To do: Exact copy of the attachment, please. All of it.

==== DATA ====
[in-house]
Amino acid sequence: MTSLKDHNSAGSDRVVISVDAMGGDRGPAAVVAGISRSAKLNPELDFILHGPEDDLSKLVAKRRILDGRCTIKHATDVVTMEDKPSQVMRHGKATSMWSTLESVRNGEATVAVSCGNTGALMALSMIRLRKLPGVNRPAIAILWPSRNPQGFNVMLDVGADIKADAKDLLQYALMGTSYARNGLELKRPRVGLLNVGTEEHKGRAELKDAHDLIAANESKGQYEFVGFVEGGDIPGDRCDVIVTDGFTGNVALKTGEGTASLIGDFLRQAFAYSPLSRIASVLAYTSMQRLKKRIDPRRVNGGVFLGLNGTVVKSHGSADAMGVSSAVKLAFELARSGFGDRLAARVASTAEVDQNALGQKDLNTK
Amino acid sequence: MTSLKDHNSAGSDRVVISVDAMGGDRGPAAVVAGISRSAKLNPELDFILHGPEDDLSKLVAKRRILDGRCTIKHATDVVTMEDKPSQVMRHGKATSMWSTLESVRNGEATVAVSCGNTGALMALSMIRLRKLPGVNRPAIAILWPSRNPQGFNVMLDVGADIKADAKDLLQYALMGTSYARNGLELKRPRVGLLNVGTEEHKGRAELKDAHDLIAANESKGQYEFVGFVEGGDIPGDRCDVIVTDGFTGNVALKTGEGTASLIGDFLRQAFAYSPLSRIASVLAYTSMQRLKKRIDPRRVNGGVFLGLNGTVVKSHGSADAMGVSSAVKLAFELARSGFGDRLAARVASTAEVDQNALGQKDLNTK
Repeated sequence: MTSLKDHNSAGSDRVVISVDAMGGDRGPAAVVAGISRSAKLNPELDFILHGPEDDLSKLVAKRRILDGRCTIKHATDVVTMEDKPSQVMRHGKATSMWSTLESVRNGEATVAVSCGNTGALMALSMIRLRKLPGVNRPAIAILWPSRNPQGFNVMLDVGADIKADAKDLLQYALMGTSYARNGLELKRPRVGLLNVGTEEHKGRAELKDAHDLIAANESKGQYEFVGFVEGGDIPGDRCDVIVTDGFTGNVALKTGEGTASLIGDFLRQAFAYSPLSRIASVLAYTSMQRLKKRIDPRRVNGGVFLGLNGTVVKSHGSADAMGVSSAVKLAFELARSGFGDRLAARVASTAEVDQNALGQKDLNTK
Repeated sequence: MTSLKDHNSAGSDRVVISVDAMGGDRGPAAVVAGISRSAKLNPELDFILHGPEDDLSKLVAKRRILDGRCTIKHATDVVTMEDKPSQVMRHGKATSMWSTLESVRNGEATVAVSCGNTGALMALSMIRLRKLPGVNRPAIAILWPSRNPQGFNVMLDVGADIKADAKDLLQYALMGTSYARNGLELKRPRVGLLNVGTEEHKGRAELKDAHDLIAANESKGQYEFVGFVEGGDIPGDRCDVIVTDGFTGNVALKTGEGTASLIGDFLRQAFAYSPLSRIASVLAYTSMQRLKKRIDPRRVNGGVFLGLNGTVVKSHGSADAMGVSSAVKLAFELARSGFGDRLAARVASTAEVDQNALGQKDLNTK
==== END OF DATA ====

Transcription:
[in-house]
Amino acid sequence: MTSLKDHNSAGSDRVVISVDAMGGDRGPAAVVAGISRSAKLNPELDFILHGPEDDLSKLVAKRRILDGRCTIKHATDVVTMEDKPSQVMRHGKATSMWSTLESVRNGEATVAVSCGNTGALMALSMIRLRKLPGVNRPAIAILWPSRNPQGFNVMLDVGADIKADAKDLLQYALMGTSYARNGLELKRPRVGLLNVGTEEHKGRAELKDAHDLIAANESKGQYEFVGFVEGGDIPGDRCDVIVTDGFTGNVALKTGEGTASLIGDFLRQAFAYSPLSRIASVLAYTSMQRLKKRIDPRRVNGGVFLGLNGTVVKSHGSADAMGVSSAVKLAFELARSGFGDRLAARVASTAEVDQNALGQKDLNTK
Amino acid sequence: MTSLKDHNSAGSDRVVISVDAMGGDRGPAAVVAGISRSAKLNPELDFILHGPEDDLSKLVAKRRILDGRCTIKHATDVVTMEDKPSQVMRHGKATSMWSTLESVRNGEATVAVSCGNTGALMALSMIRLRKLPGVNRPAIAILWPSRNPQGFNVMLDVGADIKADAKDLLQYALMGTSYARNGLELKRPRVGLLNVGTEEHKGRAELKDAHDLIAANESKGQYEFVGFVEGGDIPGDRCDVIVTDGFTGNVALKTGEGTASLIGDFLRQAFAYSPLSRIASVLAYTSMQRLKKRIDPRRVNGGVFLGLNGTVVKSHGSADAMGVSSAVKLAFELARSGFGDRLAARVASTAEVDQNALGQKDLNTK
Repeated sequence: MTSLKDHNSAGSDRVVISVDAMGGDRGPAAVVAGISRSAKLNPELDFILHGPEDDLSKLVAKRRILDGRCTIKHATDVVTMEDKPSQVMRHGKATSMWSTLESVRNGEATVAVSCGNTGALMALSMIRLRKLPGVNRPAIAILWPSRNPQGFNVMLDVGADIKADAKDLLQYALMGTSYARNGLELKRPRVGLLNVGTEEHKGRAELKDAHDLIAANESKGQYEFVGFVEGGDIPGDRCDVIVTDGFTGNVALKTGEGTASLIGDFLRQAFAYSPLSRIASVLAYTSMQRLKKRIDPRRVNGGVFLGLNGTVVKSHGSADAMGVSSAVKLAFELARSGFGDRLAARVASTAEVDQNALGQKDLNTK
Repeated sequence: MTSLKDHNSAGSDRVVISVDAMGGDRGPAAVVAGISRSAKLNPELDFILHGPEDDLSKLVAKRRILDGRCTIKHATDVVTMEDKPSQVMRHGKATSMWSTLESVRNGEATVAVSCGNTGALMALSMIRLRKLPGVNRPAIAILWPSRNPQGFNVMLDVGADIKADAKDLLQYALMGTSYARNGLELKRPRVGLLNVGTEEHKGRAELKDAHDLIAANESKGQYEFVGFVEGGDIPGDRCDVIVTDGFTGNVALKTGEGTASLIGDFLRQAFAYSPLSRIASVLAYTSMQRLKKRIDPRRVNGGVFLGLNGTVVKSHGSADAMGVSSAVKLAFELARSGFGDRLAARVASTAEVDQNALGQKDLNTK